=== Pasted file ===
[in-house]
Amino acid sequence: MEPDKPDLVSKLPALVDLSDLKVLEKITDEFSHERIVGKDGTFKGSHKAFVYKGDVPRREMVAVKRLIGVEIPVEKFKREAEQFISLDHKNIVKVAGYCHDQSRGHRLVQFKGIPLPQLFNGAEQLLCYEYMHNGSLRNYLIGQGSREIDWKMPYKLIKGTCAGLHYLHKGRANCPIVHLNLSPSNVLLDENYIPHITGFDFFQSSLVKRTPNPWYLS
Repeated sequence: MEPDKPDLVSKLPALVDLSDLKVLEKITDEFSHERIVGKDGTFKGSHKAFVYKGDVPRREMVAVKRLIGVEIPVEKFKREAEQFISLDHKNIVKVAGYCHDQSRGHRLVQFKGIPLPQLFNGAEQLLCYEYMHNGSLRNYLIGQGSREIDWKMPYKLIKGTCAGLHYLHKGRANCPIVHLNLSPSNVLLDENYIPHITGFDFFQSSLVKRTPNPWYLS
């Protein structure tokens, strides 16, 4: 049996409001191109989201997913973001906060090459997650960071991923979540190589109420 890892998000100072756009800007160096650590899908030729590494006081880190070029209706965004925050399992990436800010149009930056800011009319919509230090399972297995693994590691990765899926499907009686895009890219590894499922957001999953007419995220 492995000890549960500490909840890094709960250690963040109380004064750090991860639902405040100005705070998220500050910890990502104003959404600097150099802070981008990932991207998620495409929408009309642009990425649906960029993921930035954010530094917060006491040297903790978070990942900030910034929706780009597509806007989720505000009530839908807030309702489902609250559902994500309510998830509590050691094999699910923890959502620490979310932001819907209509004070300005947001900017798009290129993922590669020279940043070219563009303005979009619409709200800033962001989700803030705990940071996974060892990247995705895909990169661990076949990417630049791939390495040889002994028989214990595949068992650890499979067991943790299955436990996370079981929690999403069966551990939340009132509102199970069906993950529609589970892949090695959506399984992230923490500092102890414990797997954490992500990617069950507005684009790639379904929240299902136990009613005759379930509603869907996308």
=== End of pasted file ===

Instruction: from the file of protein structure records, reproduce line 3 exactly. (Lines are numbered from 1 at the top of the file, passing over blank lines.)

Repeated sequence: MEPDKPDLVSKLPALVDLSDLKVLEKITDEFSHERIVGKDGTFKGSHKAFVYKGDVPRREMVAVKRLIGVEIPVEKFKREAEQFISLDHKNIVKVAGYCHDQSRGHRLVQFKGIPLPQLFNGAEQLLCYEYMHNGSLRNYLIGQGSREIDWKMPYKLIKGTCAGLHYLHKGRANCPIVHLNLSPSNVLLDENYIPHITGFDFFQSSLVKRTPNPWYLS